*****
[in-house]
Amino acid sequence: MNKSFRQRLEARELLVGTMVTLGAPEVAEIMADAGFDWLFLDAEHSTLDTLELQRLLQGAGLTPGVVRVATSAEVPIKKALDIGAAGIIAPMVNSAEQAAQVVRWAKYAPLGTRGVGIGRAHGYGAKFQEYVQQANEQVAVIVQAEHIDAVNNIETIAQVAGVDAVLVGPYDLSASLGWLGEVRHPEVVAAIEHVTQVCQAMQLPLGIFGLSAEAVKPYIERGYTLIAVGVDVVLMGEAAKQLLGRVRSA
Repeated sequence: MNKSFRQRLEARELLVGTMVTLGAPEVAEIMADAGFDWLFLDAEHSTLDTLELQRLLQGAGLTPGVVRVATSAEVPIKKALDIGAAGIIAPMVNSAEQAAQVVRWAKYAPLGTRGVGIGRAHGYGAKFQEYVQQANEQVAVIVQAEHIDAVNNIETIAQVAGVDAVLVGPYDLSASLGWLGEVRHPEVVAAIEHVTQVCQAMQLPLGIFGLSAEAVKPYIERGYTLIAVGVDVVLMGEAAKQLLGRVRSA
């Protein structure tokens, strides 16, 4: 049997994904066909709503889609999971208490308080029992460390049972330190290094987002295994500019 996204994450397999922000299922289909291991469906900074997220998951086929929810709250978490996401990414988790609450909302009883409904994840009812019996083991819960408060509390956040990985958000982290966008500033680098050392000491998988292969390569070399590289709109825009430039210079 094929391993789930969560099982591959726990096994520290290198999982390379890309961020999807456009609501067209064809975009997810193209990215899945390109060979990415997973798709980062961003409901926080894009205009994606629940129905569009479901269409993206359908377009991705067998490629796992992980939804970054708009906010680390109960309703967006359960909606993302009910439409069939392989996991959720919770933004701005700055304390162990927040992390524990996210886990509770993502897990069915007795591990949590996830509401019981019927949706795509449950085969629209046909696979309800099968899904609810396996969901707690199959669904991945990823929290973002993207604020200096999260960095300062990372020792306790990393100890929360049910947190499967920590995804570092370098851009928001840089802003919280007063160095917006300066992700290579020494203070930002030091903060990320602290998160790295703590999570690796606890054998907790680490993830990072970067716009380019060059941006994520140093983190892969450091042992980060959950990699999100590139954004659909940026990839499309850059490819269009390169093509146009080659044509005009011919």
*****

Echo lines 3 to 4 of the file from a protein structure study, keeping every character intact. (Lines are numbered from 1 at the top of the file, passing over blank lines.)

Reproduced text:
Repeated sequence: MNKSFRQRLEARELLVGTMVTLGAPEVAEIMADAGFDWLFLDAEHSTLDTLELQRLLQGAGLTPGVVRVATSAEVPIKKALDIGAAGIIAPMVNSAEQAAQVVRWAKYAPLGTRGVGIGRAHGYGAKFQEYVQQANEQVAVIVQAEHIDAVNNIETIAQVAGVDAVLVGPYDLSASLGWLGEVRHPEVVAAIEHVTQVCQAMQLPLGIFGLSAEAVKPYIERGYTLIAVGVDVVLMGEAAKQLLGRVRSA
């Protein structure tokens, strides 16, 4: 049997994904066909709503889609999971208490308080029992460390049972330190290094987002295994500019 996204994450397999922000299922289909291991469906900074997220998951086929929810709250978490996401990414988790609450909302009883409904994840009812019996083991819960408060509390956040990985958000982290966008500033680098050392000491998988292969390569070399590289709109825009430039210079 094929391993789930969560099982591959726990096994520290290198999982390379890309961020999807456009609501067209064809975009997810193209990215899945390109060979990415997973798709980062961003409901926080894009205009994606629940129905569009479901269409993206359908377009991705067998490629796992992980939804970054708009906010680390109960309703967006359960909606993302009910439409069939392989996991959720919770933004701005700055304390162990927040992390524990996210886990509770993502897990069915007795591990949590996830509401019981019927949706795509449950085969629209046909696979309800099968899904609810396996969901707690199959669904991945990823929290973002993207604020200096999260960095300062990372020792306790990393100890929360049910947190499967920590995804570092370098851009928001840089802003919280007063160095917006300066992700290579020494203070930002030091903060990320602290998160790295703590999570690796606890054998907790680490993830990072970067716009380019060059941006994520140093983190892969450091042992980060959950990699999100590139954004659909940026990839499309850059490819269009390169093509146009080659044509005009011919």